Posts Tagged ‘writing numbers’

How to say and write numbers in English?

July 2nd, 2010 in Writing

Fractions and decimals

We say simple fractions like this:

1/8 = one eighth

5/7 = five sevenths
2/5 = two fifths
3/4 hour = three quarters of an hour

More complex fractions are usually expressed by using the word over.
218/576 = two hundred and eighteen over five hundred and seventy six

We say and write decimals like this:

0.278 = nought point two seven eight (US zero point two seven eight)
(NOT nought point two hundred and seventy eight)

Nought, zero, nil etc

The figure 0 is usually called nought in British English, and zero in American English. When we say numbers one figure at a time, 0 is often called oh.

My phone number is nine three two five oh six (= 932506)

In measurements of temperature , 0 is called zero in both British and American English.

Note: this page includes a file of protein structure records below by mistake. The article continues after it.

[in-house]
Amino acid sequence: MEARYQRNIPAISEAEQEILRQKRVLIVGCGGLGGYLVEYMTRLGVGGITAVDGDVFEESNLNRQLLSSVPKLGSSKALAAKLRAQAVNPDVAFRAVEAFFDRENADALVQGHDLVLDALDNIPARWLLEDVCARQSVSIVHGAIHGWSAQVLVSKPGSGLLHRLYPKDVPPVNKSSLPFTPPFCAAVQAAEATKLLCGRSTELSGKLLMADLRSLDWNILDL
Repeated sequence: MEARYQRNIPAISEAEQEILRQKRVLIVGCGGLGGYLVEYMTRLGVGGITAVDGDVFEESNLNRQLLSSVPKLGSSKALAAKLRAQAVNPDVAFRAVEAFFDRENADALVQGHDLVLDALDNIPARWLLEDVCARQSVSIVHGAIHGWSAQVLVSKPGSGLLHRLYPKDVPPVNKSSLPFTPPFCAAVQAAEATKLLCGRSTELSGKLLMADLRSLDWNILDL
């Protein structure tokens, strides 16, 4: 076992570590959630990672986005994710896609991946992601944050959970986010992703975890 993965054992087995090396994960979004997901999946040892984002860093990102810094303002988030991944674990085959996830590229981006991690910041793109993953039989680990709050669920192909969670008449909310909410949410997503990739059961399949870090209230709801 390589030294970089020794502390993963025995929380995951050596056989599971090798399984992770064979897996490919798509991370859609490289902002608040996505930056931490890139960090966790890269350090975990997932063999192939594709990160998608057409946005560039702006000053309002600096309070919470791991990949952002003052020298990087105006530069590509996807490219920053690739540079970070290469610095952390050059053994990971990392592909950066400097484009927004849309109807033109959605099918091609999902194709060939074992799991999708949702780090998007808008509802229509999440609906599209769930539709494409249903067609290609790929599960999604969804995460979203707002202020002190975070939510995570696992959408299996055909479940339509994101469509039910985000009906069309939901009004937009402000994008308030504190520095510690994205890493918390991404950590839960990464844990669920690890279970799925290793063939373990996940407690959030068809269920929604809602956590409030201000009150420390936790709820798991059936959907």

Zero scores in team games are called nil. In tennis and similar games, the word love is used for zero.

And the score is: Brazil three, Italy nil.
Forty-love: Nadal to serve

Telephone numbers

Each figure is said separately. There is usually a pause after groups of three or four figures. If the same figure comes twice, British people usually say double.

657 4481 – six five seven, double four eight one (British)
– six five seven, four four eight one (US)

Roman numbers
The names of kings and queens are still written in Roman numbers.

It was built in the time of Louis XIV.
Queen Elizabeth II
Henry V

Cardinal and ordinal number

The numbers one, two, three, four etc., are called cardinal numbers whereas the numbers first, second, third, fourth etc., are called ordinal numbers. Ordinal numbers are used before nouns. After a noun, we use cardinal numbers.

the fourth chapter – chapter four
the third act – Act Three